“Until the Garden Flourishes”
Scripture – Genesis 2:4b-7, 15 John 20:19-23
Sermon preached by Sudie Niesen Thompson
Second Sunday of Easter/Earth Day, April 24, 2022
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The images are devastating:
An orangutan clings to a trunk that has been stripped bare of branches and leaves. It looks more like a telephone pole than a tree, alone and naked as it is in the clearing. The rest of the rainforest has been mowed down to make room for rows and rows of oil palm, and the orangutan has been left to survey the wreckage of her home.
Out at sea — another wasteland. The reef that had once been a living rainbow has lost its vibrance. Warming waters have bleached the coral, turning the reef from a wonderland teeming with life to a graveyard smothered in seaweed.
And at the poles of our planet, walls of ice crumble and collapse into the ocean. You’ve seen these images, too. They’ve become the flashing alarms of a climate in crisis.
David Attenborough does not spare us the distressing details. In his 2020 documentary, A Life on Our Planet, he shows viewers how close we’ve come to ridding the world of wild places.1 We’ve cleared half the world’s rainforests, cutting down 15 billion trees a year in order to satisfy our demands for lumber and open land. Half the fertile soil on Earth has now been turned to farmland. Humans have overfished the oceans and overdrawn rivers and lakes. In short, our species has overrun the world.
Yes, the images are devastating. The reality is devastating. Around the world landscapes once awash in wonder have been laid waste. Where life had once flourished, death now holds sway.
The world we survey is a far cry from Eden — the idyllic garden God planted at the dawn of time. Genesis tells us that our Creator caused every beautiful tree, every fruit-bearing tree to grow out of this fertile land (2:9). And God provided a stream to nourish the plants; it flowed through Eden before dividing into four great rivers — the Tigris and Euphrates among them (2:10-14). The ancient scribe offers a vision of the garden as a lush and fruit-laden paradise — the perfect place for life to flourish, the perfect place for humanity to thrive. This garden tells us something about our Maker’s expectation and intention; it tells us something about who God is …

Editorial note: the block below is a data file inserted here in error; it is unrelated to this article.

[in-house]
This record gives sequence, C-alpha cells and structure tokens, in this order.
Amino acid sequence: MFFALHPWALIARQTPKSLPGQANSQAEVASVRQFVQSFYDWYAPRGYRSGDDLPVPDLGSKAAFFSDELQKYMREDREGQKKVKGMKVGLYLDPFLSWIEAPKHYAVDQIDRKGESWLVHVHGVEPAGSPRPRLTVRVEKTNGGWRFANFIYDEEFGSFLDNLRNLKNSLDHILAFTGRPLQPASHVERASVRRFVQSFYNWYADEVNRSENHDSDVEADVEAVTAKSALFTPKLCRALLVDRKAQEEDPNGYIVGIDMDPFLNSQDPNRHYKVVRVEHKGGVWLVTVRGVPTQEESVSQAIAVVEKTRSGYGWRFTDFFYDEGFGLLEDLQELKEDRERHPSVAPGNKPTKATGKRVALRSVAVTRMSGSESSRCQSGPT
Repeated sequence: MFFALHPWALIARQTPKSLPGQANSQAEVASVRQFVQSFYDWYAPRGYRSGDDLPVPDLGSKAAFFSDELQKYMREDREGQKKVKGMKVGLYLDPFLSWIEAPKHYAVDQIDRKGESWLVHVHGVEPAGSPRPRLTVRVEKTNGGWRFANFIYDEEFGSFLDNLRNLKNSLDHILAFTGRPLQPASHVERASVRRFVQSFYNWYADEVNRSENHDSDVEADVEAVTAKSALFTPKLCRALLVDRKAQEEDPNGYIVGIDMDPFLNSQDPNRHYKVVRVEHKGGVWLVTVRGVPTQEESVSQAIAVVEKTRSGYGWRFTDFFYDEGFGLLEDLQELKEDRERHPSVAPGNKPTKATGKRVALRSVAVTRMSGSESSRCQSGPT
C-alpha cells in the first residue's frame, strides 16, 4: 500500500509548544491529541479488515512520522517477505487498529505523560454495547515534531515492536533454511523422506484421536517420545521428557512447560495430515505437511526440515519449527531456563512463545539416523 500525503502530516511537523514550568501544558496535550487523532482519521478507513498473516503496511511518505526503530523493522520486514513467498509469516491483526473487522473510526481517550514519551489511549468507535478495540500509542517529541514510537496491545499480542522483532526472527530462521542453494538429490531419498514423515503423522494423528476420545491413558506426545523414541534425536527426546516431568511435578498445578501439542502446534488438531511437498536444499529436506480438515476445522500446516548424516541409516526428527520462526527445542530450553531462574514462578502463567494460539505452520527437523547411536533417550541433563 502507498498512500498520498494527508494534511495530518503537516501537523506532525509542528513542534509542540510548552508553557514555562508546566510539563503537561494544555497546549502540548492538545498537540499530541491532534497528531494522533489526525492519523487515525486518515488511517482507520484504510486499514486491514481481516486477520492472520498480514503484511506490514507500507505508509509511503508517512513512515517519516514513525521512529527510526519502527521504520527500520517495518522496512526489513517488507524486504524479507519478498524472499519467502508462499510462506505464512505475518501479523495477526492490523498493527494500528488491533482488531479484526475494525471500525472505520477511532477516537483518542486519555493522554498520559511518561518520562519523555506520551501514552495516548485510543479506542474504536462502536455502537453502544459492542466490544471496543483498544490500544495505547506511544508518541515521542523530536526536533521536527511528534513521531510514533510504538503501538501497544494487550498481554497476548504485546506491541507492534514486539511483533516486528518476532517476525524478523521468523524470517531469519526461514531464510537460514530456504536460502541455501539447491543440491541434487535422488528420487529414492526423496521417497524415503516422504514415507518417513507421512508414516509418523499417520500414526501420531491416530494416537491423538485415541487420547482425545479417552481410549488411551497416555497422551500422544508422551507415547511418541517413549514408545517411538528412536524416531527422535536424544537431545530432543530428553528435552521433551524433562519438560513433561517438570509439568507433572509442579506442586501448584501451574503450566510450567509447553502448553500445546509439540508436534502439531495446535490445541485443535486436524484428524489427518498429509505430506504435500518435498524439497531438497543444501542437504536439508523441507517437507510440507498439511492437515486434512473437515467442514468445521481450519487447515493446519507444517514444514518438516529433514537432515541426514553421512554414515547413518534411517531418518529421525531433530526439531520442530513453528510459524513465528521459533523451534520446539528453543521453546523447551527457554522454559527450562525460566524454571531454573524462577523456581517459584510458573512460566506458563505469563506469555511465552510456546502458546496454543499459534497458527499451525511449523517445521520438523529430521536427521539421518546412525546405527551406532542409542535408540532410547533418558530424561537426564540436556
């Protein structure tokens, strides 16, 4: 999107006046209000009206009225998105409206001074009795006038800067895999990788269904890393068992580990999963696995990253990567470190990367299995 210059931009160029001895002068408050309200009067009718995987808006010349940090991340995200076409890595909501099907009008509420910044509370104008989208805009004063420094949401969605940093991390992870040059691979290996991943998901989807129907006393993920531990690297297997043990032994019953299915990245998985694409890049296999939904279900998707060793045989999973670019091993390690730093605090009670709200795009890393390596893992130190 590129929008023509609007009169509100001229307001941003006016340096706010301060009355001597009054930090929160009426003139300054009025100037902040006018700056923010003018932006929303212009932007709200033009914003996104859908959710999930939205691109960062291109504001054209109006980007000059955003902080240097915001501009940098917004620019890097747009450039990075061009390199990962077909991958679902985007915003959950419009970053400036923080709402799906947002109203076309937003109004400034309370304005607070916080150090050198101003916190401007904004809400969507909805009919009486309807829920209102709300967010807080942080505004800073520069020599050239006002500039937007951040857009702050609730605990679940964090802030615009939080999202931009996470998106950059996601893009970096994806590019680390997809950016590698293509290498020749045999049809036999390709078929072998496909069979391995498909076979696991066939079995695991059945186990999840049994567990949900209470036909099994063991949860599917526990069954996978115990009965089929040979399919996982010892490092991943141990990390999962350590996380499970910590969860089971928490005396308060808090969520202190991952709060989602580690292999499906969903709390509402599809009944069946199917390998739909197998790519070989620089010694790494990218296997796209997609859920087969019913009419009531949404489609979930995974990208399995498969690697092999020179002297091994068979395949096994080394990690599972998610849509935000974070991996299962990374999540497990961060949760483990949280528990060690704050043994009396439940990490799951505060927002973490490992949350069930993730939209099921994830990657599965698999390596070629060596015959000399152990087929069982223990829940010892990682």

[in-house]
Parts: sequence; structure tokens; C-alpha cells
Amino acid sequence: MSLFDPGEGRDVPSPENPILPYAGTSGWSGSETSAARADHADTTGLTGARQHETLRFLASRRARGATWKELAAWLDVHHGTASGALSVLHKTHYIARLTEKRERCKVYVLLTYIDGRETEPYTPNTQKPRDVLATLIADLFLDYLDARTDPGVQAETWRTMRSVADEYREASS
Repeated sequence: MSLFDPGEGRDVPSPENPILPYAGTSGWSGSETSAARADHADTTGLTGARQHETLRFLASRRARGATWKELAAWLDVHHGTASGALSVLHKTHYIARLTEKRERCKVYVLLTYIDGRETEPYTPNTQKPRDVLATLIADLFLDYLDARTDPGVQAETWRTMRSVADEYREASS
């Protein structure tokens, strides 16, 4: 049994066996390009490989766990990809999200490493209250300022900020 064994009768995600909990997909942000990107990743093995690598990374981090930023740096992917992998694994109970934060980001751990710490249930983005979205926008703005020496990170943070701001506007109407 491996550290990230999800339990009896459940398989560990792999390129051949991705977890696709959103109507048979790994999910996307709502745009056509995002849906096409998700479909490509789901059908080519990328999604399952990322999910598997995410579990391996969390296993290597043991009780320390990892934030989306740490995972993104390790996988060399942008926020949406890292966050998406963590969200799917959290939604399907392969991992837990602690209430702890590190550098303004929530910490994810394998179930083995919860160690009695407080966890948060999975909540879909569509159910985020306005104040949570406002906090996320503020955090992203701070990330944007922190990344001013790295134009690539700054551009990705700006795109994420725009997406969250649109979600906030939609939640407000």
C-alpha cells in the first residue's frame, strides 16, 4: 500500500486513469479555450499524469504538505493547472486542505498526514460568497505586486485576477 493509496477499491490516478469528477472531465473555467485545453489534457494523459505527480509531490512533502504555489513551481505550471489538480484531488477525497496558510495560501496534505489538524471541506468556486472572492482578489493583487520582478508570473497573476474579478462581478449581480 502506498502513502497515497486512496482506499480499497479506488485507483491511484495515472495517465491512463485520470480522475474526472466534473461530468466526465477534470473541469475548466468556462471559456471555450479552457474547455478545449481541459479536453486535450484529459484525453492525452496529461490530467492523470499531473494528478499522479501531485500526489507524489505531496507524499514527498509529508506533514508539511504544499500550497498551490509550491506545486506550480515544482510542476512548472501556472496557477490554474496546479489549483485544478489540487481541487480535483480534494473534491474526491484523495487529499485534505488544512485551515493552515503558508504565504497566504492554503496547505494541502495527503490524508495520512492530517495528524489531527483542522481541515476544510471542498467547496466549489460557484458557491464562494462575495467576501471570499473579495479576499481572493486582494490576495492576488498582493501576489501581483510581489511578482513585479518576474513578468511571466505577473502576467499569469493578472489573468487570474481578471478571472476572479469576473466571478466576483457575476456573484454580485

Long before God raised Jesus from the dead, the Creator was already in the business of bringing forth life. It’s a truth the church proclaims every year during the first service of Easter. Those of you who joined us last Saturday for the Great Vigil of Easter witnessed the first Creation Story unfold on our chancel, as our children (and a couple of very cooperative parents) illustrated the Maker’s first life-giving acts. The Vigil reminds us that God’s creative work did not begin as the day was dawning on Easter morn … but at the dawn of time, when the earth was a formless void and darkness covered the face of the deep.
Today’s first reading, which comes from the second account of creation in Genesis, also offers a glimpse of the world before the Almighty got to work. It seems it was something of a wasteland: There were no plants. None whatsoever. As far as the eye could see. The text offers two reasons for this: First, God had not yet caused rain to fall upon the earth. Second, there was no one to till the ground, no one to tend whatever would spring forth.
But, as the story goes, it was not a wasteland for long. The Creator reached into dusty ground, formed the first human, and breathed into this being the breath of life. Then God planted the Garden of Eden and placed the creature there, to till it and keep it. Really, the work was more involved than simply turning soil and tending seedlings. When used elsewhere in Scripture, the verbs rendered here as “till” and “keep” mean: to take care of, to serve, to preserve, to protect, to watch over. This is the human’s vocation — to ensure the garden flourishes. The Creator’s first act is to create a partner — a being formed of dust and filled with divine breath — who will continue the work God has begun, who will continue the work of bringing forth and sustaining life.
Of course, both Scripture and history show how often humans have abandoned our calling. Rather than participating in God’s life-giving work, we have abused one another and the earth we call ‘home.’ The evidence of our misdeeds is all around us. We need only watch David Attenborough’s documentary or turn on the nightly news. But, no matter how far we’ve strayed from Eden — that idyllic garden where creation flourished — God has always remained in the business of bringing forth life …
Fast forward to another time, another garden — this one with a tomb in the center: A tomb that — on Easter morning — stands open and empty. Its occupant has cast off the grave clothes and stepped into a world burgeoning green with life.
According to the Gospel of John, the resurrected Christ first appears to Mary as she weeps beside that garden tomb. In her grief she does not immediately recognize Jesus. Rather, she mistakes him for the gardener — the person who would have been responsible for tilling the soil and tending the lilies that sprang from it (20:14-15). It’s a curious detail — this bit about the gardener. Particularly curious to me because this case of mistaken identity is not really a mistake at all. In a broad sense, Jesus is a gardener, for he has been sent into the world so that we might have life and have it abundantly. During his ministry, Jesus showed us what it looks like to thrive in response to a loving touch, what it means to grow in relationship with God. Now, following his resurrection, he will pass this work onto his disciples.
Christ appears to them that very evening. By nightfall, the eleven have heard resurrection reports from Mary Magdalene, who ran rejoicing from the garden to announce that she had seen the Lord. But this news has not had the same effect on the disciples as it had on her. Rather than running throughout the city to share good news, they huddle behind locked doors. As the garden of the world blooms with new life, the disciples cower in a tomb of their own making, the air thick with fear.